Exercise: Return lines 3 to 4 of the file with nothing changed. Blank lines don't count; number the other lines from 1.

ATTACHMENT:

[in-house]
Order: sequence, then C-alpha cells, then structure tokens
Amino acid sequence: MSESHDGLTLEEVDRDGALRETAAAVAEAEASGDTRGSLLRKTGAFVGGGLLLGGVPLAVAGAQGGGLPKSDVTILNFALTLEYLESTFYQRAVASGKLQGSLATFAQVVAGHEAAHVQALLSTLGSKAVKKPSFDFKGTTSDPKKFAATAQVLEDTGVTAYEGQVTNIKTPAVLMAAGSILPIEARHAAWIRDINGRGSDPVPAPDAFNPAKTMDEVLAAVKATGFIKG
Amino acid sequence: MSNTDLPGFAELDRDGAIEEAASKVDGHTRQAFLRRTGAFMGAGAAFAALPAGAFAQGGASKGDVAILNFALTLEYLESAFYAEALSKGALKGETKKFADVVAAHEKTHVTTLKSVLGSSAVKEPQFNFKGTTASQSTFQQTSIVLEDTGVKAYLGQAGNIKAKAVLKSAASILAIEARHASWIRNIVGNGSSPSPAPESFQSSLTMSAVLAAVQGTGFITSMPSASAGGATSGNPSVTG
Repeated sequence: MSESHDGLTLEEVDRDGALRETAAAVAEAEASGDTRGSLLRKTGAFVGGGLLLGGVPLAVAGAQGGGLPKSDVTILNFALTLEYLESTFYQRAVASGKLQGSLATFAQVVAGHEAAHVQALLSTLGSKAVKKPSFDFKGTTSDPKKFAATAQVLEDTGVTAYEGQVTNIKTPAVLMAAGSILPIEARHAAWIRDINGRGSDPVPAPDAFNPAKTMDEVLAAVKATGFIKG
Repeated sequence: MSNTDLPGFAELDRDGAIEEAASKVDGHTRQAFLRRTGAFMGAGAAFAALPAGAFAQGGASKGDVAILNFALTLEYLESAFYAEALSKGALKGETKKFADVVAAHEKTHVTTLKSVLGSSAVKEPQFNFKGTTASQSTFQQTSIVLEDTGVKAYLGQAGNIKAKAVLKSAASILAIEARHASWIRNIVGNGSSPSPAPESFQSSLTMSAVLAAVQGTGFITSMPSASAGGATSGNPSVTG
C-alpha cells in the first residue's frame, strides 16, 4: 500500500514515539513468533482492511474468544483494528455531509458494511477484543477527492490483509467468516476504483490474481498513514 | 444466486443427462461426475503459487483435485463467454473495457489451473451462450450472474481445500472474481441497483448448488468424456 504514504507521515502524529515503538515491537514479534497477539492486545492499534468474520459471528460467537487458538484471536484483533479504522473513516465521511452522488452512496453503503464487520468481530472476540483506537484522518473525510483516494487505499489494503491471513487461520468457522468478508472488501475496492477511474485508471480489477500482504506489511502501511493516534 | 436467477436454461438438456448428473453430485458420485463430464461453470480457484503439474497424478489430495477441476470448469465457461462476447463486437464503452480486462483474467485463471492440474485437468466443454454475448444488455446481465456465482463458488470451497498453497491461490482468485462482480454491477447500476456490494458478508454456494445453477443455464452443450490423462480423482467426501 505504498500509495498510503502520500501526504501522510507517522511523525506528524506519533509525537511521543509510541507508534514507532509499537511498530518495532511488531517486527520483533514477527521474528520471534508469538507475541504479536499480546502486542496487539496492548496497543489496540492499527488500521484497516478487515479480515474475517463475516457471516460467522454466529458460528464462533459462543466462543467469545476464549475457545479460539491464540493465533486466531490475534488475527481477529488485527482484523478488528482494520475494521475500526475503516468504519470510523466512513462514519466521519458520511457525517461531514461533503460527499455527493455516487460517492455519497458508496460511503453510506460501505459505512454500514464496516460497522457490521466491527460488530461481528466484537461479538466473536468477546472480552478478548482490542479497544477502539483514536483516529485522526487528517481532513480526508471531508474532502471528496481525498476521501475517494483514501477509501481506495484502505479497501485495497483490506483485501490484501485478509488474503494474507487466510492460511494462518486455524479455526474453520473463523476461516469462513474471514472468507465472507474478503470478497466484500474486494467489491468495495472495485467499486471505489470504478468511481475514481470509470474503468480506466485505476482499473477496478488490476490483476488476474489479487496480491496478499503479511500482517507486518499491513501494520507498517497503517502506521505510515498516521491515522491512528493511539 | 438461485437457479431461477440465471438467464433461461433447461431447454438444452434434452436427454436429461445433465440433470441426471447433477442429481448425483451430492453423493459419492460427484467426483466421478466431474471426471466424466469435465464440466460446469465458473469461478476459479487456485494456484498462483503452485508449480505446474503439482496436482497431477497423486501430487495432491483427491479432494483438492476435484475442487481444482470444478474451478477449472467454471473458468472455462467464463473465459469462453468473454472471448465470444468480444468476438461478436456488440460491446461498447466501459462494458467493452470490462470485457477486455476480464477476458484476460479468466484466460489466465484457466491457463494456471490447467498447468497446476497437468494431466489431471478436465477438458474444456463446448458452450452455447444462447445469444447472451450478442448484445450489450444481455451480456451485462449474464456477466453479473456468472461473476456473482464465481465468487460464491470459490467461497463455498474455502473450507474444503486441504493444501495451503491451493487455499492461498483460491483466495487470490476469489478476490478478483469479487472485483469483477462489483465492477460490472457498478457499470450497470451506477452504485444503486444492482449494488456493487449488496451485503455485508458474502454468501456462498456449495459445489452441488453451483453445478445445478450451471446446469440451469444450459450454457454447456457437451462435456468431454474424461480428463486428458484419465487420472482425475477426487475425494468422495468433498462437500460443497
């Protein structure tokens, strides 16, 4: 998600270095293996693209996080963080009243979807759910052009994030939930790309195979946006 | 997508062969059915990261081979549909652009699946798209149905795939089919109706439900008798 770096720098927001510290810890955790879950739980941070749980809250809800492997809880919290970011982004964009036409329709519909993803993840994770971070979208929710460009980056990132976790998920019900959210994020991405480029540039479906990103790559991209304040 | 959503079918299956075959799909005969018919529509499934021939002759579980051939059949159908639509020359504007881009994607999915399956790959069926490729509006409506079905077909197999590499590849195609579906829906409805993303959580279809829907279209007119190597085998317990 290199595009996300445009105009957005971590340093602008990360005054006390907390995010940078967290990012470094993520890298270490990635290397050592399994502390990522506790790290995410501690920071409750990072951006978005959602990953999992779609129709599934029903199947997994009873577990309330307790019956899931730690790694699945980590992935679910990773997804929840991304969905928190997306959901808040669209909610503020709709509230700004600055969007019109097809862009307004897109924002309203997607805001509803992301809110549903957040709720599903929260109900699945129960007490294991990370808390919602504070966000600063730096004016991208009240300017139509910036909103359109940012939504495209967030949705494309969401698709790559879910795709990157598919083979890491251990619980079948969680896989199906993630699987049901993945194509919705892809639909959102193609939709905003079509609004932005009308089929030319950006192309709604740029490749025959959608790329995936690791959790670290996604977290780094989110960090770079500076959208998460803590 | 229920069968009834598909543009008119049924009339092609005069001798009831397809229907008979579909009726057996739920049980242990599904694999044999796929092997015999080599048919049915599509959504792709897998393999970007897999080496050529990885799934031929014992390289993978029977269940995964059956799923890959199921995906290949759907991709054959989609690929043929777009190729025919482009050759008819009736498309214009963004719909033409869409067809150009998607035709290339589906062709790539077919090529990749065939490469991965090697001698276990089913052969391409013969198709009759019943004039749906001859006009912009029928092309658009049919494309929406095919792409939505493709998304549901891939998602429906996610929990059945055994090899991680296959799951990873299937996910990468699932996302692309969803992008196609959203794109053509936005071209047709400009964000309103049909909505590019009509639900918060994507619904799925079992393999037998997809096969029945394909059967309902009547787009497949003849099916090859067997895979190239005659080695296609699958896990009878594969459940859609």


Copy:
Amino acid sequence: MSESHDGLTLEEVDRDGALRETAAAVAEAEASGDTRGSLLRKTGAFVGGGLLLGGVPLAVAGAQGGGLPKSDVTILNFALTLEYLESTFYQRAVASGKLQGSLATFAQVVAGHEAAHVQALLSTLGSKAVKKPSFDFKGTTSDPKKFAATAQVLEDTGVTAYEGQVTNIKTPAVLMAAGSILPIEARHAAWIRDINGRGSDPVPAPDAFNPAKTMDEVLAAVKATGFIKG
Amino acid sequence: MSNTDLPGFAELDRDGAIEEAASKVDGHTRQAFLRRTGAFMGAGAAFAALPAGAFAQGGASKGDVAILNFALTLEYLESAFYAEALSKGALKGETKKFADVVAAHEKTHVTTLKSVLGSSAVKEPQFNFKGTTASQSTFQQTSIVLEDTGVKAYLGQAGNIKAKAVLKSAASILAIEARHASWIRNIVGNGSSPSPAPESFQSSLTMSAVLAAVQGTGFITSMPSASAGGATSGNPSVTG